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Trump will not oppose AG decision to make Mar-a-Lago search warrant public

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Attorney General Merrick Garland said Thursday that he “personally approved the decision to seek a search warrant” for former President Donald Trump’s Mar-a-Lago resort . The Justice Department filed a motion earlier in that very same day to make the warrant public, and Trump did not oppose the motion.

At a news conference, Garland said the department “does not take such actions lightly” and first pursues “less intrusive” means to retrieve material. Garland stated Trump had the “right” to reveal Monday’s FBI search of his property and that all Americans are entitled to a presumption of innocence.

NBC News‘ lengthy report notes:

Garland added that the Justice Department has asked to make public the property receipt detailing what agents found inside the Trump property.

Trump’s attorneys had until 3 p.m. Friday to oppose the government’s motion to unseal the warrant. But Just before midnight, Trump said on his social media platform that he would not oppose the government’s motion.

“Not only will I not oppose the release of documents related to the unAmerican, unwarranted, and unnecessary raid and break-in of my home in Palm Beach, Florida, Mar-a-Lago, I am going a step further by ENCOURAGING the immediate release of those documents,” Trump said.

Taking to his Truth Social Media platform, Trump responded to Garland: “The government could have had whatever they wanted, if we had it,” he wrote. “Out of nowhere, and with no warning, Mar-a-Lago was raided” by “VERY large numbers of agents, and even ‘safecrackers.’ They got way ahead of themselves. Crazy!”

The Justice Department’s motion filed Thursday “does not seek to make public the affidavit of probable cause, which includes the FBI’s justification for searching Mar-a-Lago” reports NBC News.

“According to the court filing, a federal judge signed off on the search warrant last Friday. The filing notes that Trump and his lawyers have copies of both the warrant and a ‘redacted Property Receipt listing items seized pursuant to the search’ — and that they can object to the public release of those documents.”

“Given the intense public interest presented by a search of a residence of a former President, the government believes these factors favor unsealing the search warrant” and related materials, the filing says. “That said, the former President should have an opportunity to respond to this Motion and lodge objections, including with regards to any ‘legitimate privacy interests’ or the potential for other ‘injury’ if these materials are made public.”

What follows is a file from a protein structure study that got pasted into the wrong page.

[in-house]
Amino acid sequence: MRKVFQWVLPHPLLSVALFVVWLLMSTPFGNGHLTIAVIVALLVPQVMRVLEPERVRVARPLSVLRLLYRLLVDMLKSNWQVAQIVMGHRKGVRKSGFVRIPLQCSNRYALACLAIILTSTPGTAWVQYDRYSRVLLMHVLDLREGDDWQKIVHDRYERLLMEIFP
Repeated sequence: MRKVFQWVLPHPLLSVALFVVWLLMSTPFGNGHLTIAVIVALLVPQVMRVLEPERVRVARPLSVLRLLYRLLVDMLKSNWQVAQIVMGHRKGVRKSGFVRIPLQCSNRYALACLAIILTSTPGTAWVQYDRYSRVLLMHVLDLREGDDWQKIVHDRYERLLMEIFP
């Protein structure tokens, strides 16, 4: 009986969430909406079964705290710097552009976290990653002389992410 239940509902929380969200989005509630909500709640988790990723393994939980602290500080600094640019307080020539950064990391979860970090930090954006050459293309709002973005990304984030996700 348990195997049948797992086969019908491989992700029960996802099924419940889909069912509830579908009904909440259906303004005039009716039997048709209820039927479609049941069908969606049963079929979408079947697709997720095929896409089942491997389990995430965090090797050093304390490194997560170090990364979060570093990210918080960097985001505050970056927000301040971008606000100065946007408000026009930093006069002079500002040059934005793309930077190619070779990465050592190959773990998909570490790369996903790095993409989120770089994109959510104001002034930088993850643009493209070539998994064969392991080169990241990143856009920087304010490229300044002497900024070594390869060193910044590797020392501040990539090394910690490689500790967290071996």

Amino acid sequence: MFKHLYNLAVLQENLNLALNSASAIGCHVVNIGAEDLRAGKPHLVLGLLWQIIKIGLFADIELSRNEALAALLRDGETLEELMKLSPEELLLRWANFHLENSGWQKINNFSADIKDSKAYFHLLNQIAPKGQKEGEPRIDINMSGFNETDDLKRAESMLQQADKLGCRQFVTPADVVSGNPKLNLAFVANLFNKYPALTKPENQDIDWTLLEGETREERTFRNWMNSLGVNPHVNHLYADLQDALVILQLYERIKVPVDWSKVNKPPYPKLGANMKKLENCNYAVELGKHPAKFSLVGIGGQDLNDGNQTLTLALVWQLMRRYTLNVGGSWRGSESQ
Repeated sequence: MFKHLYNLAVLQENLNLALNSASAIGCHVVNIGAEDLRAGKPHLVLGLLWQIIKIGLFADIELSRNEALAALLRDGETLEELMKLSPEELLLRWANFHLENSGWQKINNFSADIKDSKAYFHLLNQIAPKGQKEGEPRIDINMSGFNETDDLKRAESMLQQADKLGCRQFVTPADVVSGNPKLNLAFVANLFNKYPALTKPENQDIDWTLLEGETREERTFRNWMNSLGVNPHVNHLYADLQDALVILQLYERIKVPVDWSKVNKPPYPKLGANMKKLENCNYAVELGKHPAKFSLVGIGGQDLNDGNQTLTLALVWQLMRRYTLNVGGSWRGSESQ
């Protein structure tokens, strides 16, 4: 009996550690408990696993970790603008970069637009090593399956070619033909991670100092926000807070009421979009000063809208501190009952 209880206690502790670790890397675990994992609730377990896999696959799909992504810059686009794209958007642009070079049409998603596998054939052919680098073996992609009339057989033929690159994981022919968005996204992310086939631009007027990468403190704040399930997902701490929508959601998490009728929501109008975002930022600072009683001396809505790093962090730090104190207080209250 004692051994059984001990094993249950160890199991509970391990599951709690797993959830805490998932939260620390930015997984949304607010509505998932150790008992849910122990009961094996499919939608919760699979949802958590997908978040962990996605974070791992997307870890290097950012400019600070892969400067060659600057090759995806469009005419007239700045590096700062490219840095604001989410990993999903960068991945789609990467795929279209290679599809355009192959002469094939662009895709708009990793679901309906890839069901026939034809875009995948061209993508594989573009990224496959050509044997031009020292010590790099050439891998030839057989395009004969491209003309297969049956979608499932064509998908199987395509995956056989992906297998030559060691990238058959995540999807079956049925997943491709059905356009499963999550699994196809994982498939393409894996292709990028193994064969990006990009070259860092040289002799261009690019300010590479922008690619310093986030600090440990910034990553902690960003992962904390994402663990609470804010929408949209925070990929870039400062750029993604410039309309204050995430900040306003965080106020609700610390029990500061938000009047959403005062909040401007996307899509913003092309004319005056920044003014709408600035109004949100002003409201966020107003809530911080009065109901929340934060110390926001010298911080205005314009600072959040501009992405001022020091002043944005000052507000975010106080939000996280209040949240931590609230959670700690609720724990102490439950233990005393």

The next step is for Justice Department officials to meet with Trump’s lawyers and determine whether he intends to fight disclosure of the warrant and the property receipt, according to an order Magistrate Judge Bruce Reinhart issued Thursday. The Justice Department must file a notice by 3 p.m. ET Friday to inform the judge of the Trump team’s intentions.

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National Security

Army’s First Trans Officer Indicted for Spying for Russia

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The U.S. Army’s first transgender officer and his wife, a Maryland doctor, are making headlines. No, not for breaking any ideological woke barriers; for “allegedly attempting to transfer confidential military medical information to Russia.”

The two were charged in an eight-count indictment on conspiracy charges Wednesday. Major Jamie Lee Henry, who lived with his anesthesiologist wife Anna Gabrielian, was granted his request to officially change his name in accordance with his gender preference in 2015.

Henry and Gabrielian allegedly volunteered to “retrieve private medical records from the United States Army and Johns Hopkins in order to assist the Russian government.”

National Review reports:

The pair are accused of stealing patient health files from Johns Hopkins and Fort Bragg and giving them to an individual they believed to be working for the Russian government. They aimed to show that they could access classified information and readily provide it to Moscow to demonstrate their allegiance, according to the indictment.

However, the individual to whom they hoped to deliver the information was an undercover FBI agent. At a covert August 17 meeting, Gabrielian told the agent that she was devoted to helping Russia’s cause even if it cost her her job or landed her in prison. She arranged a subsequent meeting with Henry and the agent, still believing him to be affiliated with the Kremlin.

That evening, in the agent’s hotel room, Henry expressed that he was committed to supporting Russia and had considered enlisting in the Russian army after the invasion of Ukraine. However, he told the agent he was disqualified because he didn’t have any “combat experience.”

“The way I am viewing what is going on in Ukraine now, is that the United States is using Ukrainians as a proxy for their own hatred toward Russia,” Henry reportedly told the agent.

“Prior to Henry’s case, identifying as a sex different than the one on one’s birth certificate made a soldier unfit for military service, warranting discharge” writes National Review.

Gabrielian worked at the Johns Hopkins school of medicine, and Henry worked as a staff internist stationed at Fort Bragg.

If convicted, the two could face up to five years in federal prison for the conspiracy charge, and a maximum of ten years in federal prison for each count of publishing secret military medical records.

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